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Need to Know: Stranger things needed for the Redskins to win without running

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Need to Know: Stranger things needed for the Redskins to win without running

Here is what you need to know on this Wednesday, November 8, four days before the Washington Redskins play the Minnesota Vikings at FedEx Field.

Timeline

Today’s schedule: Practice 1 p.m.; Jay Gruden and Kirk Cousins news conferences, open locker room after practice, approx. 3 p.m.

Days until:

—Redskins @ Saints (11/9) 11
—Giants @ Redskins Thanksgiving (11/23) 15
—Redskins @ Cowboys Thursday night (11/30) 22

Winning without running an uphill battle for the Redskins

In their game against the Cowboys, the Redskins lost and gained only 51 yards rushing. That dropped the Redskins to 3-21 under Jay Gruden in games that they gained fewer than 90 yards rushing.

But they went off the script during their 17-14 win over the Seahawks. They ran for 51 yards, moving that record up to 4-21 when rushing for fewer than 90 yards. Perhaps they found a formula for being able to win without running the ball. But all four of the wins with a feeble rushing game had some unusual elements that are hard to duplicate.

Here is a look at those four games.

Redskins 31, Bucs 30, 10/26/15—This was the “You like that!” game, the one that put the Redskins and Kirk Cousins on the map that year. Washington had to come back from a 24-0 deficit to win, the largest in team history. The also got a considerable boost from 16 penalties flagged against the Bucs, costing them 142 yards.

Redskins 38, Eagles 24, 12/26/15—This was the closest to a “normal” game in the group. Cousins just had such a hot hand passing, 31 of 46 for 365 yards and four touchdowns, that they didn’t need much of a ground game to compliment it. The only odd stat was that Philly put the ball on the ground seven times (Redskins recovered two).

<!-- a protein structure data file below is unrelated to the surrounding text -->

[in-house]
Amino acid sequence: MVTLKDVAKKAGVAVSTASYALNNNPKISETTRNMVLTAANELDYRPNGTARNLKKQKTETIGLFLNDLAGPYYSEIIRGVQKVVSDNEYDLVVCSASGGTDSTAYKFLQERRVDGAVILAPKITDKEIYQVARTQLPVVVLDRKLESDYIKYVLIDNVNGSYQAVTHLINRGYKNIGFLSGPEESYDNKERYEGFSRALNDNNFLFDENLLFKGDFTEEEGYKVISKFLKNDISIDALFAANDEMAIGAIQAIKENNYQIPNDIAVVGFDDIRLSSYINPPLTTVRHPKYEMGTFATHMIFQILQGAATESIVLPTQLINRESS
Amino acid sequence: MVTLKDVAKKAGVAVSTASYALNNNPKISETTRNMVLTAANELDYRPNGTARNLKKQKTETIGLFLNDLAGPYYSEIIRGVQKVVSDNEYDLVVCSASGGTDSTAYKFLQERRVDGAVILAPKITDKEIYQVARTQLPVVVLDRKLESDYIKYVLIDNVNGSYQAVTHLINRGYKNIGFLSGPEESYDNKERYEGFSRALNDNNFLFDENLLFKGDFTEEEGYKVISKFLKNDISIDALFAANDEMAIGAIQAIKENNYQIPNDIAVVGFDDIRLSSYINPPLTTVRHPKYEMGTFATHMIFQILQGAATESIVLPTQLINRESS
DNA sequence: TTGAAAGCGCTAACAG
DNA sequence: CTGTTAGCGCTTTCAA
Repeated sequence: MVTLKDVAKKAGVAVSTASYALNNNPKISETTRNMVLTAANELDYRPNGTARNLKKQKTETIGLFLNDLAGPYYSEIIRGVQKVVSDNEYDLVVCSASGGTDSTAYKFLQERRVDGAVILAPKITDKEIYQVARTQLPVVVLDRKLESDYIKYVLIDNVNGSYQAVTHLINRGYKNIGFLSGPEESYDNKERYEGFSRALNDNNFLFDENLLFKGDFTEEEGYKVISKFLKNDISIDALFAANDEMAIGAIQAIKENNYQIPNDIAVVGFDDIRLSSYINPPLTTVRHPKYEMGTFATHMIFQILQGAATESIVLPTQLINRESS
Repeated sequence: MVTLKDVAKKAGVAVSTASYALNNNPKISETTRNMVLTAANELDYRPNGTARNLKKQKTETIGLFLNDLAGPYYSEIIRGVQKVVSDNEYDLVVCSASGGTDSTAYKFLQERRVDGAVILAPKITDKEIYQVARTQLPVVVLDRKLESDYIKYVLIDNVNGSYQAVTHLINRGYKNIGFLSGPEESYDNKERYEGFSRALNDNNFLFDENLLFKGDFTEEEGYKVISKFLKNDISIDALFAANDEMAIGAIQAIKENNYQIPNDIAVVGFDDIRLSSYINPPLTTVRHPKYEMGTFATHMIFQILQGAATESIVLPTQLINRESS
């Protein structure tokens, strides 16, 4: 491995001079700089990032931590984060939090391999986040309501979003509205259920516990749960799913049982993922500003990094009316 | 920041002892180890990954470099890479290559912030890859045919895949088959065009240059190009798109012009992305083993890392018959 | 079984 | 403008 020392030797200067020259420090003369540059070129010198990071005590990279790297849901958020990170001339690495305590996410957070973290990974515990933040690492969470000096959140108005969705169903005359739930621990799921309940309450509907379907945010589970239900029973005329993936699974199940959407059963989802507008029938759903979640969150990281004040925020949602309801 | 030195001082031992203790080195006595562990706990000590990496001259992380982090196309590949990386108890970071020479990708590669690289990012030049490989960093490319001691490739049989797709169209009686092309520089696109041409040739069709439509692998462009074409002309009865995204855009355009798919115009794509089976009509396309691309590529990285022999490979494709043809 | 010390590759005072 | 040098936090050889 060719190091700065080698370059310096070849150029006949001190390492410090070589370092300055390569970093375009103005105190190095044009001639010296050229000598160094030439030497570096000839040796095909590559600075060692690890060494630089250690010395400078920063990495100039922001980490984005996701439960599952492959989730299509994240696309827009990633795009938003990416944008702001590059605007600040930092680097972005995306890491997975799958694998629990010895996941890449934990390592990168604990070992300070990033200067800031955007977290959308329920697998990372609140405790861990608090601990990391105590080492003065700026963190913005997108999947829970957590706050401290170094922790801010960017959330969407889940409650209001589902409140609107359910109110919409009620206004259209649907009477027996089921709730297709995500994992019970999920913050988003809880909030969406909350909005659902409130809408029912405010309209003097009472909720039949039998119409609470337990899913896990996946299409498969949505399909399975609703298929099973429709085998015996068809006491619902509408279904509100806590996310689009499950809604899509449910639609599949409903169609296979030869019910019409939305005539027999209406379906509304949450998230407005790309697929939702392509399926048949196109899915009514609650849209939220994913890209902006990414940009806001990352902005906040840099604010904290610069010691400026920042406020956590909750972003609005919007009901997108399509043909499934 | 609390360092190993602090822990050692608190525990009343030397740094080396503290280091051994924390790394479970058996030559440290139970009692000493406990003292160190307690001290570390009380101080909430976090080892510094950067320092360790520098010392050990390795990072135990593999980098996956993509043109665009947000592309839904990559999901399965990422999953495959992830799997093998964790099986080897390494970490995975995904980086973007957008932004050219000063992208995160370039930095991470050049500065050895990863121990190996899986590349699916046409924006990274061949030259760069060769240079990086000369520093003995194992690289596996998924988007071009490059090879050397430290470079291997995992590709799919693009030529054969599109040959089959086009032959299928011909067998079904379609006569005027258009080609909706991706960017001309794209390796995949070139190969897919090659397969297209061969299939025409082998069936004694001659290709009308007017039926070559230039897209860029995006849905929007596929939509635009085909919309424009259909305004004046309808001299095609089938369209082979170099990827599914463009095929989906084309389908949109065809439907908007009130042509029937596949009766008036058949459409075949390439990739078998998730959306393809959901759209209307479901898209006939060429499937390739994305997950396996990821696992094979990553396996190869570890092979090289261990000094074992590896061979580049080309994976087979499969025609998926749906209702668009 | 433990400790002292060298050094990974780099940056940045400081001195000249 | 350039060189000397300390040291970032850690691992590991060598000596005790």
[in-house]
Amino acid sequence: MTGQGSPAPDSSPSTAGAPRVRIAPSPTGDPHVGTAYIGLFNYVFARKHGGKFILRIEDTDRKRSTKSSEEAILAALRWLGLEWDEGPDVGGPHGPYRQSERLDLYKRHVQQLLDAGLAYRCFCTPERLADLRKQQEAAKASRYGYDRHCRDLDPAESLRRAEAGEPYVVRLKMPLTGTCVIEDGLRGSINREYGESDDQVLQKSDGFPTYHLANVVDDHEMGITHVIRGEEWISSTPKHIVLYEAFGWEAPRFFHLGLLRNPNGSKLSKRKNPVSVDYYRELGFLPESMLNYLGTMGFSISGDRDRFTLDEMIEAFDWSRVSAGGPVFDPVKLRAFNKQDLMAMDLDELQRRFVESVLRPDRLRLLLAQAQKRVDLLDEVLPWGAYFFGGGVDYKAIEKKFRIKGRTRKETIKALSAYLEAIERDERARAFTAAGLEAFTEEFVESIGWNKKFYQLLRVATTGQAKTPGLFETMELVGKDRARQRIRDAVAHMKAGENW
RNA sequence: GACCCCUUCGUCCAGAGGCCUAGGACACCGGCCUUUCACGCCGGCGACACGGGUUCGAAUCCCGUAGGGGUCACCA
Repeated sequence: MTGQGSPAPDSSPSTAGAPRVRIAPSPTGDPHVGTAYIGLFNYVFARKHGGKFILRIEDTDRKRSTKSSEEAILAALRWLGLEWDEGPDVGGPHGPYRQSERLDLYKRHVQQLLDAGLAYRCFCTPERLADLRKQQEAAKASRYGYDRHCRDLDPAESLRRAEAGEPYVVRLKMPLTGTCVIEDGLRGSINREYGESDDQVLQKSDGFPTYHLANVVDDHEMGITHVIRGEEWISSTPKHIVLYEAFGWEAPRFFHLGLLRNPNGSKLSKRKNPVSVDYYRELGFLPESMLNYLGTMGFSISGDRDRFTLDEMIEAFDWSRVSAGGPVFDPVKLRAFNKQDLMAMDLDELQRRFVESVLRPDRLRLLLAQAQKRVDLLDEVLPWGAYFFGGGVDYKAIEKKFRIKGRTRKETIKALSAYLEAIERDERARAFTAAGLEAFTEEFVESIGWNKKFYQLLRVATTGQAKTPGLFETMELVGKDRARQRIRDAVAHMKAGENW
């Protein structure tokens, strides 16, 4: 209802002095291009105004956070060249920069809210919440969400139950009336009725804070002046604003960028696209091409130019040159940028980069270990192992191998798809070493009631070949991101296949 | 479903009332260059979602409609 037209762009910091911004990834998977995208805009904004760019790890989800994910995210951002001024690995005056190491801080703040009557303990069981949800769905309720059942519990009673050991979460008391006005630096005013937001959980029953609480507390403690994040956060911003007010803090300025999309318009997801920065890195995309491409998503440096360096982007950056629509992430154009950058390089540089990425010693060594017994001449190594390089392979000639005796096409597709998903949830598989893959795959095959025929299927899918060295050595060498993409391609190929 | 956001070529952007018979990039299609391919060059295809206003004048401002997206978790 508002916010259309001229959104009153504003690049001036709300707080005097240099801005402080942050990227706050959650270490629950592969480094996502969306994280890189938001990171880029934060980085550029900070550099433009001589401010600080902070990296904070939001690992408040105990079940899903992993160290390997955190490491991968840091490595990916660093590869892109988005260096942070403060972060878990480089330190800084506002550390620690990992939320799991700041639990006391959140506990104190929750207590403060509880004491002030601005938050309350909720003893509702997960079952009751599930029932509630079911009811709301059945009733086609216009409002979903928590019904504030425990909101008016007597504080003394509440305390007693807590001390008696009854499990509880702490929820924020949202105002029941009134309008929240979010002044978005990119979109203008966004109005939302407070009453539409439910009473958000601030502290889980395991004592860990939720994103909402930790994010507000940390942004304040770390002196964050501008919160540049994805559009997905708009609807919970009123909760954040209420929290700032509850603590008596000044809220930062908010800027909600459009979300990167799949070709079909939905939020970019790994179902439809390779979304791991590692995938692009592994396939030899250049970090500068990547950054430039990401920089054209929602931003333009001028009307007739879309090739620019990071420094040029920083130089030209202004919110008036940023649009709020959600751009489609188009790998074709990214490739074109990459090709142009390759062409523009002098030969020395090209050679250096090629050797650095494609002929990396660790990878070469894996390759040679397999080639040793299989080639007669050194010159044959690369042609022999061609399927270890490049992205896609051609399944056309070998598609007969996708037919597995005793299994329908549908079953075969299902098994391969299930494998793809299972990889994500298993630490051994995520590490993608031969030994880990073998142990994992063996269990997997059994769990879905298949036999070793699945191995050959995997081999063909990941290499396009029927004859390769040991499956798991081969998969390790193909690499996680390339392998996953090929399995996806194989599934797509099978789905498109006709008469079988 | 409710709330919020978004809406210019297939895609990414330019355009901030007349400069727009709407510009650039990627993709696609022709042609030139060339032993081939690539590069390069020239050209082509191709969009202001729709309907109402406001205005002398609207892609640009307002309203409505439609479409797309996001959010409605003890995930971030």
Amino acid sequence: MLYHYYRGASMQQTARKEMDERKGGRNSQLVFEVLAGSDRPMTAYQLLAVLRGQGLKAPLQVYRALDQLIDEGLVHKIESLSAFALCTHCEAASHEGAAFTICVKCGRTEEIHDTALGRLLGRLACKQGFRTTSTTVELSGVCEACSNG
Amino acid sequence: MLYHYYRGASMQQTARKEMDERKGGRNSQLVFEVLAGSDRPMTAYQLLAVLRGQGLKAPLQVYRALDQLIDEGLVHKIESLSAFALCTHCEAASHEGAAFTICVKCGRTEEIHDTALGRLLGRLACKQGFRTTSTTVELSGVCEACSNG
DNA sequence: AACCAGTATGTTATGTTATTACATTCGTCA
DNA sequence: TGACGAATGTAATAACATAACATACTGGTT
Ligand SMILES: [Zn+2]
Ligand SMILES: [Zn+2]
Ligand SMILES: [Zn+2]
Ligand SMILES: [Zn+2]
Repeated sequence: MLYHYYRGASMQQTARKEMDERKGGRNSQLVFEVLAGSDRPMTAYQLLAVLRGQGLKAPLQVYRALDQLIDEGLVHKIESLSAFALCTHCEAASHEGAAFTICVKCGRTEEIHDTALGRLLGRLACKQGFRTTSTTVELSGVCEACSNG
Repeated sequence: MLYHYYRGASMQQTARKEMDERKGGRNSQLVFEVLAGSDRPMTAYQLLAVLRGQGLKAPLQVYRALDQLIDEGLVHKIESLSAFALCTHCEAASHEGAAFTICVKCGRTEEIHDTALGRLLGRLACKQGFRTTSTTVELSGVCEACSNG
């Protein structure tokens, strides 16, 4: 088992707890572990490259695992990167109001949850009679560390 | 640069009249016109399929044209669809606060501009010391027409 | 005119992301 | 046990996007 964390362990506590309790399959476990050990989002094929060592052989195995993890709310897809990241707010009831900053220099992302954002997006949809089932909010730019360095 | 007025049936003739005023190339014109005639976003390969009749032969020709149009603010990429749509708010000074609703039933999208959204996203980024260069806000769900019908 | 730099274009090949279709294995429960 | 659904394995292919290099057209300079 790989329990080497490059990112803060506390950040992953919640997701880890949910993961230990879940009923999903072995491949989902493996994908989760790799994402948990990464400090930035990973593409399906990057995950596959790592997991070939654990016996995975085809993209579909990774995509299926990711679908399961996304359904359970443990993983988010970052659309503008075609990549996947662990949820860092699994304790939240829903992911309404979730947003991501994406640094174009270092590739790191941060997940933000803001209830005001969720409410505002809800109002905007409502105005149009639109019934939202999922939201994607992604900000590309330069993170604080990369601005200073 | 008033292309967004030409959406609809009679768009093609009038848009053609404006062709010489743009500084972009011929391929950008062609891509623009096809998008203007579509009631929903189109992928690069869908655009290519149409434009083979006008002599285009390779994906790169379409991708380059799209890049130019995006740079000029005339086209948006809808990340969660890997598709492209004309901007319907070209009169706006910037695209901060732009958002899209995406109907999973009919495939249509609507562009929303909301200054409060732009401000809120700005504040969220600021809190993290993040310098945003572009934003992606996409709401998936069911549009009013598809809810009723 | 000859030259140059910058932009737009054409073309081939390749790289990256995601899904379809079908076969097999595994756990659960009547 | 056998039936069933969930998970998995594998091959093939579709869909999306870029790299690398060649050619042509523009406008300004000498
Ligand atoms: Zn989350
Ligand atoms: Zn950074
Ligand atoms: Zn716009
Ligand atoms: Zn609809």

Redskins 16, Ravens 10, 10/9/16—This one had a couple of unusual plays that swung the balance of the game towards the Redskins. One was Jamison Crowder’s 85-yard punt return for a touchdown. This might be business as usual for many teams but no Redskin had returned a punt for a touchdown since 2008. Then in the third quarter, Ravens linebacker C.J. Mosley picked off a Cousins pass and appeared to be headed to the end zone, or at least to a first and goal. But Ty Nsekhe forced a fumble that went out of bounds in the end zone, giving the Redskins the ball with their 13-10 lead intact. Without either one of those plays, the Redskins likely come out of Charm City with an “L”.

Redskins 17, Seahawks 14, 11/5/17—The Redskins fought hard and they should get lots of credit for the win. But they needed the first game-winning touchdown drive that started in the last two minutes of the game they’ve executed since at least 1999. They got some help from the Seahawks in the form of three missed field goals and 16 penalties for 138 yards. Also, they were outgained by 193 yards (437-244). Since 2012, teams getting outgained by 190 yards or more are just 18-136, a .117 winning percentage.

Looking at these games, the Redskins need a whole lot to go their way to win if they can’t get going on the ground. Gaining 100 yards on the ground is common and relatively easy to duplicate; a 24-point comeback, a trio of opponent field goal misses, a pile of laundry on the field working against the other team and the double-turnover trick are not.